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Innocent victims of American anger
Three shootings of young people who accidentally encountered strangers lead us to ask: Why?
Anger and suspicion burn hot in America these days. What is to blame? (Photo by Maxim Tajer on Unsplash)
You don’t want to make an innocent mistake in America these days, because it can be treacherous, as we’ve learned this month.
A cheerleader accidentally opens the wrong car door in a supermarket parking lot in Texas and is shot by the man inside. A 16-year-old looking for his little brothers is gunned down when he rings the wrong doorbell in Kansas City. A confused driver turns into the wrong driveway in a rural area of Upstate New York, and the homeowner shoots, killing a young woman passenger.
Is this rash of similar tragedies merely a result of more people carrying guns? Maybe it’s just because all those Starbucks have left us over-caffeinated. Or perhaps we have become so scared and angry, riled up by the nasty political currents of the time and egged on by fear-mongering commentators, that any unexpected intrusion leads us to imagine a threat.
Three incidents over a few days are less likely to be a trend than a coincidence, to be sure. Yet they square with other evidence that suggests we’ve become less trusting, more suspicious and downright hostile toward others — especially if we think those other people don’t agree with our politics. Why is that?
Americans are increasingly practicing what’s called political sorting — that is, moving to places where they think the political culture matches their own, or spending time only with their own political cohort. This not only makes the partisan division all the more potent, but also foreshadows it continuing for generations to come, a point underscored by new survey findings: One in four high school seniors passed up a college choice because they don’t like the politics of the state where the college is located. And while Democrats’ views of Republicans, and Republicans’ opinions of Democrats, used to be fairly benign, that is no longer so: In the 1990s, only about 16 percent in each party held a “very unfavorable” view of the other — but by two years ago, a majority of each party had that harsh opinion.
Perhaps that political divide is one reason that we are no longer, in fact, a trusting people: Pew Research found three years ago that only 42 percent of Americans think other people “try to help others,” compared to 57 percent who believe others usually “just look out for themselves.”
That’s not what has traditionally been the reputation of Americans around the world, nor has it been our self-image. The English author Charles Dickens visited the United States in the 1840s, and described its citizens as “friendly, earnest, hospitable, kind.” A half-century later, Rudyard Kipling thought Americans “much too nice” to ever confront on a battlefield. And we embraced that identity: Walt Whitman figured his fellow citizens to be “the peaceablest and most good-natured race in the world.”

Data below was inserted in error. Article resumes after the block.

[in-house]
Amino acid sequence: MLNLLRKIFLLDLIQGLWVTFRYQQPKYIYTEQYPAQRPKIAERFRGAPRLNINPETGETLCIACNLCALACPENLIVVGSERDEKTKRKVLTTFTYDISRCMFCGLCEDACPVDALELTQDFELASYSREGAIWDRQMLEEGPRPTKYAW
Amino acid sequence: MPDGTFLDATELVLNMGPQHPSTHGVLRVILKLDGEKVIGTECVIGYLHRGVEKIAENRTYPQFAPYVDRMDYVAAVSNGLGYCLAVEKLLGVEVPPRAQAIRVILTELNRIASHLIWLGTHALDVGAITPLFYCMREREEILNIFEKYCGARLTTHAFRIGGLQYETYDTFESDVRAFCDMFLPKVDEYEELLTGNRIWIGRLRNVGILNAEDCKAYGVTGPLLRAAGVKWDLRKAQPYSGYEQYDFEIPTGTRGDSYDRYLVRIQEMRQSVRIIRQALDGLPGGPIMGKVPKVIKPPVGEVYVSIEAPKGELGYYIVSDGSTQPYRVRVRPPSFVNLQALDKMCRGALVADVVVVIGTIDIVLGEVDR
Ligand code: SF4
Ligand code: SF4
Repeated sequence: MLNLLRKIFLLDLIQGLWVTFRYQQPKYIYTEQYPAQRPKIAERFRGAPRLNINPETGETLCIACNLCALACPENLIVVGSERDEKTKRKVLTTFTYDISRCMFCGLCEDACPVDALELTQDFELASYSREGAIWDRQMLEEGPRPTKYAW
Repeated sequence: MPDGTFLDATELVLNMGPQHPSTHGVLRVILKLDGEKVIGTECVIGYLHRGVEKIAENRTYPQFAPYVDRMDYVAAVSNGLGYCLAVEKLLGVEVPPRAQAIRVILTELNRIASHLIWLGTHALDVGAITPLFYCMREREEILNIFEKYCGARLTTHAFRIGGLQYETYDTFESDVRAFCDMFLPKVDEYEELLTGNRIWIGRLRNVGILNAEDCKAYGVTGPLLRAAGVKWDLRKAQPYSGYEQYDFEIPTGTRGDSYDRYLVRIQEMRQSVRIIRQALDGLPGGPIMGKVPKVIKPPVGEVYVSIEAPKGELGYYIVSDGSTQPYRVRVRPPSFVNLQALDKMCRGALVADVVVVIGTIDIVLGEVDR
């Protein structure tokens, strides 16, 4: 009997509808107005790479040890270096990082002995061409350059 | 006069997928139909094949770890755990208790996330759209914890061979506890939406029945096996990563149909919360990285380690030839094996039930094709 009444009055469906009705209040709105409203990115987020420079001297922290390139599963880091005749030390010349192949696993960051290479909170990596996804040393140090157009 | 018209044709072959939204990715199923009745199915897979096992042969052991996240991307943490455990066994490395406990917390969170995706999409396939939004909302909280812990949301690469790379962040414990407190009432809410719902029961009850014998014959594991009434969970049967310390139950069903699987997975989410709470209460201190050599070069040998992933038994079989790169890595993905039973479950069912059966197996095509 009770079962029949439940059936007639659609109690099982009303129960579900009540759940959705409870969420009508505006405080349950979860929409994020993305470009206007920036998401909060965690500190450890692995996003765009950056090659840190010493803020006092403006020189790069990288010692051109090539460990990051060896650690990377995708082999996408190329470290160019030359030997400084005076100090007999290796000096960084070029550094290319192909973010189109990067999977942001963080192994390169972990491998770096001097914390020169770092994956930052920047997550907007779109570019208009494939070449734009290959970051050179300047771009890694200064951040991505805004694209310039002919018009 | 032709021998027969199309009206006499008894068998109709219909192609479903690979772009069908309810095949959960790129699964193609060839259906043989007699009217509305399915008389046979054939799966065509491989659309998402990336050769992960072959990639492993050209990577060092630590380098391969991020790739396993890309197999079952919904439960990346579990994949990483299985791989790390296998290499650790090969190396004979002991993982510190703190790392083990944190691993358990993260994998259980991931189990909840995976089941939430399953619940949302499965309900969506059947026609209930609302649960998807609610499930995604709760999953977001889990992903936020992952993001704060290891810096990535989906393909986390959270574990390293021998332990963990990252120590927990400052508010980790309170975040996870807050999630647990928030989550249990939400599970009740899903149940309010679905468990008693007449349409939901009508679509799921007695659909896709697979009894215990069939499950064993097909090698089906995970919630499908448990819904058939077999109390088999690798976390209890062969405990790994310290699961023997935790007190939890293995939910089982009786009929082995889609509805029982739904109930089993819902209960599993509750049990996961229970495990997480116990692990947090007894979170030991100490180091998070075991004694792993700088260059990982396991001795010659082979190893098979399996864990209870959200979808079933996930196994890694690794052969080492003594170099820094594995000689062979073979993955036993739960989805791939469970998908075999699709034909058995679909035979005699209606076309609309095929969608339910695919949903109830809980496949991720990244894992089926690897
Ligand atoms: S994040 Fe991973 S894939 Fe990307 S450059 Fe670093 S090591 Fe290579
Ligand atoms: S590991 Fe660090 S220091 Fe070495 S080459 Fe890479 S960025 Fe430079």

In her 2017 book American Niceness: A Cultural History, University at Buffalo professor Carrie Tirado Bramen noted those and other historic manifestations of domestic goodwill, and warned that these days, by contrast, “cruelty and cavalier meanness seem increasingly common.” Note that her assessment came before one state after another began to pass legislation targeting LGBTQ people, before partisanship took over the last round of school board elections and before the latest outbreak of anti-Asian sentiment, which has emerged as politicians’ rhetoric about China has grown more bellicose.
Hostility is often is a result of fear, and it’s undeniable that Americans are more fearful than they’ve been in recent years. Last month, Gallup reported that a greater percentage of people are worried personally “a great deal” about crime and violence than at any time since 2001. Fear isn’t always rational, of course: The actual incidence of crime has risen and fallen in those years, and crime is a lot lower now than it was when Gallup began tracking the question.
Crime was actually falling when Donald Trump warned memorably in his 2017 inaugural of “American carnage,” a trend that continued through 2018. Crime grew over the next two years, and through the pandemic many crime categories continued to edge up, though it varies by city and region. Last week, House Republicans, eager to blame Democrats for crime, staged a field hearing in New York City aimed at spotlighting crime in the city — where, incidentally, the homicide rate is less than one-third what it was in the 1990s. The hearing prompted an expert to note that a person is less likely to be killed or have their car stolen in Manhattan than in Columbus, Ohio, the hometown of the committee chair, Rep. Jim Jordan. One of the nation’s leading analysts of crime statistics, Barry Latzer, an emeritus professor at John Jay College of Criminal Justice, declared earlier this year that “we’re not in the midst of a protracted crime boom.”